2.14 ± 0.08
4.20–4.40
1.0
2.68+0.06
−0.13
37+5
−2
3.34 ± 0.27
0.00+0.08
0.44 ± 0.11
2.5 ± 0.5
82 ± 21
5.3 ± 1.1
1.12(125)
2.23 ± 0.11
4.40–4.80
1.1
2.90+0.06
−0.17
29+5
−1
3.53+0.78
−0.25
4.2+2.0
−1.1
3.2+1.9
−1.1
2.3+3.0
−1.2
1.0+3.3
−0.9
0.00+0.10
2.55 ± 0.08
47+4
−2
0.00+0.06
0.44 ± 0.12
2.5 ± 0.3
77 ± 19
4.2 ± 1.1
1.02(127)
2.34 ± 0.14
(1)
2.55 ± 0.06
2.58 ± 0.06
2.64 ± 0.08
2.66+0.04
−0.08
7.7+1.3
−0.6
6.4 ± 0.8
0.28+0.14
−0.21
EW
(eV)
(10)
χν2 (ν)
σline
(keV)
(8)
τedge
(10−2 )
(11)
Notes. The first column is the SZ range of each spectrum. The second column is the exposure per PCU. The last column is the total luminosity in units of the Eddington
luminosity (3.79 × 1038 erg s−1 ; Section 4.3). See the text for the meanings of other columns.
which match the spectra of PCU 2 in time. PCUs 0 and 2 were
the only units that were operating during all of our observations.
For the HEXTE, we used both Clusters A and B. We applied
dead time corrections to both the PCA and HEXTE data.
We also created power density spectra (PDSs), which match
the SZ -resolved spectra in time, to search for the kHz QPOs and
HBOs and study their relations with our spectral fit parameters.
As we used a different way of data reduction from Homan
4
The Astrophysical Journal, 756:34 (16pp), 2012 September 1
Lin et al.
Table 2
Spectral Fit Results Using Model 2
SZ
(1)
kTMCD
(keV)
(2)
NMCD
NMCDPS
(3)
(4)
kTBB
(keV)
(5)
0.07–0.24 1.32 ± 0.04 124 ± 9 232 ± 27 2.59 ± 0.04
0.24–0.32 1.42 ± 0.04
0.32–0.40 1.45 ± 0.03
132+10
−15
124+11
−7
195 ± 19
2.65+0.03
−0.06
178 ± 14
2.61+0.02
−0.03
NBB
NnthComp
(6)
(7)
16.3+0.9
−1.4
15.4+1.4
−0.5
0.94 ± 0.09
0.67 ± 0.07
16.7 ± 0.8 0.62 ± 0.05
σline
(keV)
(8)
Nline
(10−2 )
(9)
0.43+0.28
−0.17
0.81+0.14
−0.46
0.49+0.38
−0.19
1.4+1.1
−0.3
2.4+0.5
−1.2
1.3+1.1
−0.3
1.2+0.5
−0.3
2.3+0.5
−1.2
0.40–0.48 1.49 ± 0.03 122 ± 6 167 ± 12 2.61 ± 0.03 16.7 ± 0.8 0.55 ± 0.04 0.42 ± 0.20
0.48–0.56
1.50+0.07
−0.03
131+7
−17
165+12
−23
2.67 ± 0.04
15.5+1.1
−0.7
0.42 ± 0.05
0.81+0.14
−0.46
EW
(eV)
(10)
τedge
(10−2 )
(11)
χν2 (ν)
LX,Edd
(12)
(13)
89 ± 19 3.3 ± 1.5 0.83(151) 1.48 ± 0.06
148 ± 43
0.1+3.6
−0.1
0.86(149) 1.47 ± 0.05
78 ± 20
2.9+1.4
−2.9
0.86(154) 1.50 ± 0.04
71 ± 18 3.1 ± 1.4 0.90(155) 1.51 ± 0.04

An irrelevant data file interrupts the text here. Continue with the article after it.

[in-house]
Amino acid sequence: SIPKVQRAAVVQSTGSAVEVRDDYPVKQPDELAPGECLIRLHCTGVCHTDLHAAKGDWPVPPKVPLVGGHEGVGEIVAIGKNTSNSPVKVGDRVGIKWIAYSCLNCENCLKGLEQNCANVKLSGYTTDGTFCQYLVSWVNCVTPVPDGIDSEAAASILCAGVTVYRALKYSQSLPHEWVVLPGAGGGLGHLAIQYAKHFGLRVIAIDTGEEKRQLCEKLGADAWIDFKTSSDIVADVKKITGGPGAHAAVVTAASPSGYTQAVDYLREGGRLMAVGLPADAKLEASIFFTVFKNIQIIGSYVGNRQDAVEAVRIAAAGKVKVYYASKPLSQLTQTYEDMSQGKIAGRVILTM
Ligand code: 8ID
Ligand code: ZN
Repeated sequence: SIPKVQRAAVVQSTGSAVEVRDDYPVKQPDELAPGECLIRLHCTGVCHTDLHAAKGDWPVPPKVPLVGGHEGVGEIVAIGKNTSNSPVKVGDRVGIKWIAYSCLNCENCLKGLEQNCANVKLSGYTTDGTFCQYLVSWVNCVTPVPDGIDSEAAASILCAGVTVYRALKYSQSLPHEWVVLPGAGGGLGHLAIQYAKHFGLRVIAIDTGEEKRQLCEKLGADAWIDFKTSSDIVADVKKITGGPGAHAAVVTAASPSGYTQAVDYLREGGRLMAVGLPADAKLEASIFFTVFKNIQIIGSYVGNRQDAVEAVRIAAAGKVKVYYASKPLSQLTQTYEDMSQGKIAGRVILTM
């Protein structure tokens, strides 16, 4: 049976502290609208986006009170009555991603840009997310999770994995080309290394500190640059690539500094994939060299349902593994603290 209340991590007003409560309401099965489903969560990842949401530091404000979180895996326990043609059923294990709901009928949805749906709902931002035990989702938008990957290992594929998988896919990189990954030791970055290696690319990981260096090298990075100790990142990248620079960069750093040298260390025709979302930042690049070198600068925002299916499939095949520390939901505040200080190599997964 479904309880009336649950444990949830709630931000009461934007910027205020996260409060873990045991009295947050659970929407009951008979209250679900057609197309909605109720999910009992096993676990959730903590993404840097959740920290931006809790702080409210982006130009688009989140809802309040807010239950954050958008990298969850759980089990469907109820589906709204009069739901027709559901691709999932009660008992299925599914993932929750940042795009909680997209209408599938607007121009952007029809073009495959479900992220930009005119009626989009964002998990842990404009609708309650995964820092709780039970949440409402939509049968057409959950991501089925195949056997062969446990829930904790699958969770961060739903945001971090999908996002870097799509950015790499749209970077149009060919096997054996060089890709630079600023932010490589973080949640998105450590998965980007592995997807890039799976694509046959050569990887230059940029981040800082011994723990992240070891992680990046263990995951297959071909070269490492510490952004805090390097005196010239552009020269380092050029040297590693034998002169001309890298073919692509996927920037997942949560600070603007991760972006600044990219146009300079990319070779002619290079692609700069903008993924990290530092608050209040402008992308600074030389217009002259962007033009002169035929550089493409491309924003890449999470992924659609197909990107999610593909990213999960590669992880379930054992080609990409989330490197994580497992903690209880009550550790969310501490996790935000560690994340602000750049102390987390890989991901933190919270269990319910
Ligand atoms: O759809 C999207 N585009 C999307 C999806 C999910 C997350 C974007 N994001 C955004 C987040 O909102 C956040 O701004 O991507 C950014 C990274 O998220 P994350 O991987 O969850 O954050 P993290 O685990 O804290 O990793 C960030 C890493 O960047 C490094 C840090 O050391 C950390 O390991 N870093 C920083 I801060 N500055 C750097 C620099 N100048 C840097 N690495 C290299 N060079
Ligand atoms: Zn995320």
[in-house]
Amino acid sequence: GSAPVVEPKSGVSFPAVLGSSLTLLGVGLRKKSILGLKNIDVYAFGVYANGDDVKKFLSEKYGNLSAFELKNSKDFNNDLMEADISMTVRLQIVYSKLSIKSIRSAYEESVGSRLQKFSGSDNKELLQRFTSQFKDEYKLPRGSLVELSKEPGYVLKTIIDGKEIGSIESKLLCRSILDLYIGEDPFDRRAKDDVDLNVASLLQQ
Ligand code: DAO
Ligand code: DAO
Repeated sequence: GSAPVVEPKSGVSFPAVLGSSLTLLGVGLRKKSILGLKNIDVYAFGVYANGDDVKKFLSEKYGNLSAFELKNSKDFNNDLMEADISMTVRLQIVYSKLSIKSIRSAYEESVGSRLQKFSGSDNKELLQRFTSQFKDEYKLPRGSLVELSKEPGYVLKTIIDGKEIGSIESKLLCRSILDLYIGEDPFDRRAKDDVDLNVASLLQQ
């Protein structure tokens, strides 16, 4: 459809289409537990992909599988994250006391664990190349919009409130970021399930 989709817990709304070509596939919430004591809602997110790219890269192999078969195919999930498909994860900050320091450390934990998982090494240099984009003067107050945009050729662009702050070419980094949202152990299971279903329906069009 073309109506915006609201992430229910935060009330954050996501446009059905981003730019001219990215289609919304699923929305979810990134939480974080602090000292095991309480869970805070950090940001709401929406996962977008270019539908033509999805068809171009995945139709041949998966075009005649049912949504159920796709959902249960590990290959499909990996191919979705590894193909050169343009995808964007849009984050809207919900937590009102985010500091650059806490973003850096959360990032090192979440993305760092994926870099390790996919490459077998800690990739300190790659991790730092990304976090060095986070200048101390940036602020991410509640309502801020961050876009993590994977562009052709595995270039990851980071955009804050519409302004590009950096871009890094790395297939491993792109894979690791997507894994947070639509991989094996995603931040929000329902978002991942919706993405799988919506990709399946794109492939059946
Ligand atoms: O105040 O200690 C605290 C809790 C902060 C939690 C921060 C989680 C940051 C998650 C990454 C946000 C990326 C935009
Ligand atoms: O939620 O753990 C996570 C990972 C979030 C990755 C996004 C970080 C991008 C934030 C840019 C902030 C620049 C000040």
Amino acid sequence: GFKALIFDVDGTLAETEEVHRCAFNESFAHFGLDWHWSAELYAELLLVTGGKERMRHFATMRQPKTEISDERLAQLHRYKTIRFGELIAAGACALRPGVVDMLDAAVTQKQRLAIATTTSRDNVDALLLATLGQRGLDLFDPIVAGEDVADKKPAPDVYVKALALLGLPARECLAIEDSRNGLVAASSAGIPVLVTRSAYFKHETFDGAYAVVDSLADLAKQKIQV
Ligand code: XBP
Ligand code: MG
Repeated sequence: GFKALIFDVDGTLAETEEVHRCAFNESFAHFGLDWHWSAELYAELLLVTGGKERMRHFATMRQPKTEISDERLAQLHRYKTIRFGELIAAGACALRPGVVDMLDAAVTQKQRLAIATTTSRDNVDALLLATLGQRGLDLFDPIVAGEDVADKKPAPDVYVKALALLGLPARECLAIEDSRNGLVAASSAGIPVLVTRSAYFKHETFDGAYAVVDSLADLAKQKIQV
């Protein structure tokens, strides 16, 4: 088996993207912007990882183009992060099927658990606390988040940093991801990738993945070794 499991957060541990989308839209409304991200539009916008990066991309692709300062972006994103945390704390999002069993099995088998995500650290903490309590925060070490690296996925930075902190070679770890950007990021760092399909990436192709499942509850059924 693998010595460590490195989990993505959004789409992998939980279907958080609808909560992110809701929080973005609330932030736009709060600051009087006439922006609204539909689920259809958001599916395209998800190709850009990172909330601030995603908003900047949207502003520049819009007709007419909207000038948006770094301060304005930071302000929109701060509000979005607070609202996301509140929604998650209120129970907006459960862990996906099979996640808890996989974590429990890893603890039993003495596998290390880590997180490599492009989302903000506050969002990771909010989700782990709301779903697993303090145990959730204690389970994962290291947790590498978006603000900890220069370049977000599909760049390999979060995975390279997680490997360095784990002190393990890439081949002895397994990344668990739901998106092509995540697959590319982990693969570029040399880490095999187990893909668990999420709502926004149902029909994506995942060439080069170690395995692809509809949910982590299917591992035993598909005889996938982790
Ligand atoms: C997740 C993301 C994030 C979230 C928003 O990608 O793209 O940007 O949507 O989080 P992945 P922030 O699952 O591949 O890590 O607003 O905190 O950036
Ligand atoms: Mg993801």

138 ± 43
0.1+3.3
−0.1
1.01(146) 1.51 ± 0.05
0.56–0.64 1.58 ± 0.03 122 ± 6 144 ± 10 2.63 ± 0.04 16.3 ± 1.0 0.32 ± 0.05 0.36 ± 0.20 1.0 ± 0.3
60 ± 15 2.4 ± 1.3 0.99(147) 1.52 ± 0.05
0.64–0.72 1.58 ± 0.03 124 ± 5 145 ± 8
0.72–0.80 1.58 ± 0.02 127 ± 5 149 ± 7
0.80–0.88 1.61 ± 0.02 126 ± 5 144 ± 6
2.61 ± 0.03 16.5 ± 0.8 0.31 ± 0.03 0.39 ± 0.16 1.1 ± 0.3
2.57 ± 0.02 17.5 ± 0.8 0.32 ± 0.02 0.32 ± 0.17 1.0 ± 0.2
2.57 ± 0.02 17.3 ± 0.8 0.26 ± 0.02 0.33 ± 0.17 1.1 ± 0.2
63 ± 16 2.8 ± 1.1 0.97(147) 1.53 ± 0.03
57 ± 14 3.7 ± 1.0 1.06(139) 1.54 ± 0.02
59 ± 14 3.5 ± 1.0 1.01(142) 1.55 ± 0.02
0.88–0.96 1.63 ± 0.02 125 ± 4 139 ± 6
2.56 ± 0.02 17.3 ± 0.9 0.23 ± 0.02
0.96–1.00 1.67 ± 0.02 120 ± 5 129 ± 6
1.00–1.04 1.67 ± 0.02 122 ± 5 132 ± 6
1.04–1.12 1.67 ± 0.02 125 ± 4 134 ± 5
0.29+0.15
−0.24
1.0 ± 0.2
55 ± 12 4.1 ± 1.0 0.98(140) 1.56 ± 0.02
2.60 ± 0.03 15.7 ± 1.0 0.16 ± 0.02 0.31 ± 0.18 1.0 ± 0.2
2.57 ± 0.03 16.1 ± 1.1 0.17 ± 0.02 0.33 ± 0.18 1.0 ± 0.2
56 ± 14 3.6 ± 1.0 0.84(146) 1.56 ± 0.03
56 ± 14 3.7 ± 1.1 0.83(147) 1.55 ± 0.03
2.54 ± 0.03 16.4 ± 1.0 0.15 ± 0.02
0.28+0.15
−0.28
1.0 ± 0.2
53 ± 12 4.1 ± 1.0 1.03(143) 1.55 ± 0.02
1.12–1.20 1.69 ± 0.02 123 ± 4 129 ± 5
2.57 ± 0.03 14.9 ± 0.9 0.10 ± 0.02
0.26+0.15
−0.26
1.0 ± 0.2
53 ± 12 4.0 ± 1.0 0.98(141) 1.53 ± 0.02
1.20–1.28 1.69 ± 0.02 123 ± 4 129 ± 5
2.55 ± 0.03 14.3 ± 1.0 0.10 ± 0.02
0.28+0.15
−0.28
0.9 ± 0.2
52 ± 12 4.3 ± 1.0 0.93(144) 1.51 ± 0.02
1.28–1.36 1.69 ± 0.02 123 ± 5 127 ± 6
2.55 ± 0.04 13.5 ± 1.2 0.08 ± 0.02
0.9 ± 0.2
53 ± 13 4.5 ± 1.1 0.90(134) 1.48 ± 0.03
1.36–1.44 1.67 ± 0.03 125 ± 5 131 ± 6
2.49 ± 0.05 13.7 ± 1.4 0.11 ± 0.02
0.30+0.15
−0.23
1.0 ± 0.2
57 ± 13 5.7 ± 1.1 0.94(136) 1.44 ± 0.03
1.44–1.52 1.66 ± 0.03 127 ± 5 134 ± 6
2.46 ± 0.05 13.6 ± 1.4 0.12 ± 0.02
1.0 ± 0.2
63 ± 13 5.5 ± 1.1 1.06(141) 1.42 ± 0.03
1.52–1.60 1.67 ± 0.02 123 ± 5 128 ± 6
2.52 ± 0.05 11.4 ± 1.3 0.08 ± 0.02 0.31 ± 0.14 1.1 ± 0.2
70 ± 14 5.1 ± 1.2 0.99(134) 1.37 ± 0.03
1.60–1.68 1.68 ± 0.02 120 ± 4 124 ± 6
1.68–1.76 1.65 ± 0.03 125 ± 5 130 ± 7
2.54 ± 0.06 9.9 ± 1.1 0.08 ± 0.02 0.31 ± 0.14 1.1 ± 0.2
2.50 ± 0.07 10.3 ± 1.4 0.07 ± 0.03 0.34 ± 0.11 1.3 ± 0.2
74 ± 15 4.9 ± 1.2 1.18(131) 1.34 ± 0.03
87 ± 14 5.4 ± 1.3 1.23(126) 1.31 ± 0.03
1.76–1.84 1.67 ± 0.03 120 ± 5 124 ± 6
1.84–1.92 1.69 ± 0.03 114 ± 4 115 ± 6
2.52 ± 0.07
2.60 ± 0.08
1.92–2.00 1.70 ± 0.04 109 ± 6 112 ± 9
2.61 ± 0.14
2.00–2.08 1.69 ± 0.03 114 ± 5 115 ± 6
2.58 ± 0.08
7.3 ± 1.2 0.03 ± 0.03 0.35 ± 0.09 1.6 ± 0.2 118 ± 17 6.2 ± 1.4 1.01(122) 1.21 ± 0.03
2.08–2.16 1.70 ± 0.02 112 ± 4 113 ± 4
2.16–2.24 1.71 ± 0.02 110 ± 4 113 ± 5
2.24–2.32 1.74 ± 0.03 106 ± 4 108 ± 5
2.61 ± 0.06
2.52 ± 0.06
2.56 ± 0.07
7.3 ± 0.8 0.02 ± 0.02 0.34 ± 0.08 1.6 ± 0.2 118 ± 15 5.9 ± 1.2 1.38(128) 1.23 ± 0.02
8.7 ± 1.2 0.05 ± 0.02 0.33 ± 0.08 1.7 ± 0.2 118 ± 14 7.1 ± 1.2 1.15(131) 1.27 ± 0.03
8.7 ± 1.2 0.03 ± 0.02 0.40 ± 0.08 1.9 ± 0.2 129 ± 17 6.2 ± 1.2 1.25(127) 1.31 ± 0.03
2.32–2.40 1.80 ± 0.03
96 ± 4